by Tom Nehring, Co-chair of the Joint Committee on Rural EMS Care (JCREC) and Division Director at the North Dakota Department of Health, Division of EMS and Trauma
The current transformation of healthcare delivery in the rural areas provides for some additional challenges regarding EMS access. While this transformation may provide additional obstacles to effective rural EMS, it may also provide for some additional opportunities for EMS to provide better healthcare and better value in the rural and frontier areas of the country.
A natural movement toward regionalization of healthcare in rural areas is occurring. The appropriate treatment of time-critical conditions may necessitate additional transportation to regional centers that maintain trauma designation, stroke designation, and potentially cardiac designation, where true definitive care can be rendered. This additional transportation may have a major impact on EMS access.
One of the major issues affecting EMS access in the rural areas is the availability of workforce. Because of traditionally low volumes of ambulance runs, many ambulance services in rural areas survive because of the volunteer nature of the service, not on revenue generated through the provision of services. We call this the “volunteer subsidy,” which normally makes up the largest percentage of a volunteer ambulance service budget but does not reflect in real dollars the sacrifice it takes to keep the services functioning on a day-by-day basis.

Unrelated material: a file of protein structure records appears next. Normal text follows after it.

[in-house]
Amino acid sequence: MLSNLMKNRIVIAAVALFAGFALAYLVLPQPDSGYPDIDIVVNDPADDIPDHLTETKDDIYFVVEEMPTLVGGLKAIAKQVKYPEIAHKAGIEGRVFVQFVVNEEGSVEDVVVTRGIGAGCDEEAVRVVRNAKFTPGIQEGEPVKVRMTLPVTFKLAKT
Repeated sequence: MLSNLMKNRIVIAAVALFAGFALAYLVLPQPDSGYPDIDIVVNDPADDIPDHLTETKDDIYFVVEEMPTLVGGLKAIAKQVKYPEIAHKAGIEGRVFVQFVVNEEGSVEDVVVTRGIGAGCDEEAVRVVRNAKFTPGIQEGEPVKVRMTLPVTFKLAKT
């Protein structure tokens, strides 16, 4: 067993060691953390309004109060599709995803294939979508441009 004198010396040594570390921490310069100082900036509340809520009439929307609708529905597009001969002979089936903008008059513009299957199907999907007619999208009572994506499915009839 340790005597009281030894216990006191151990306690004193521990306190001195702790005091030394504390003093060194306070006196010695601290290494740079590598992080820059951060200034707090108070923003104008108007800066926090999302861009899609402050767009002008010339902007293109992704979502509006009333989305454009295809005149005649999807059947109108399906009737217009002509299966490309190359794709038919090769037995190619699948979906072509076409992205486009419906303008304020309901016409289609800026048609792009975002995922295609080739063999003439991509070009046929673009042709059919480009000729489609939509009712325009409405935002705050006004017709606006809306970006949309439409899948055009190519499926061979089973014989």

With regionalization of healthcare, we are asking more of the volunteers: more run time, greater distance to move patients to regional centers, and time when they could be available within their communities. In an ever decreasing pool of volunteers, we are asking for more than initial care of the ill or injured and transportation to the local hospital.
While on the surface the main problem appears to be availability of personnel, we must recognize that we need to envision the provision of EMS in a new light. This may be where some opportunities exist for the future. While we need to change how we provide emergency care, especially in time-critical conditions, we also need to investigate what additional value EMS providers can offer rural communities. One of the more common current approaches is the provision of community health through community paramedics. In traditional healthcare-starved communities, this approach can offer a degree of community healthcare where very little exists.
We need to expand this role to include other levels of EMS providers, not just paramedics. Community Healthcare Worker training, along with traditional levels of EMS certification, may provide this community support while also providing for additional revenue to help justify the existence of services within rural communities.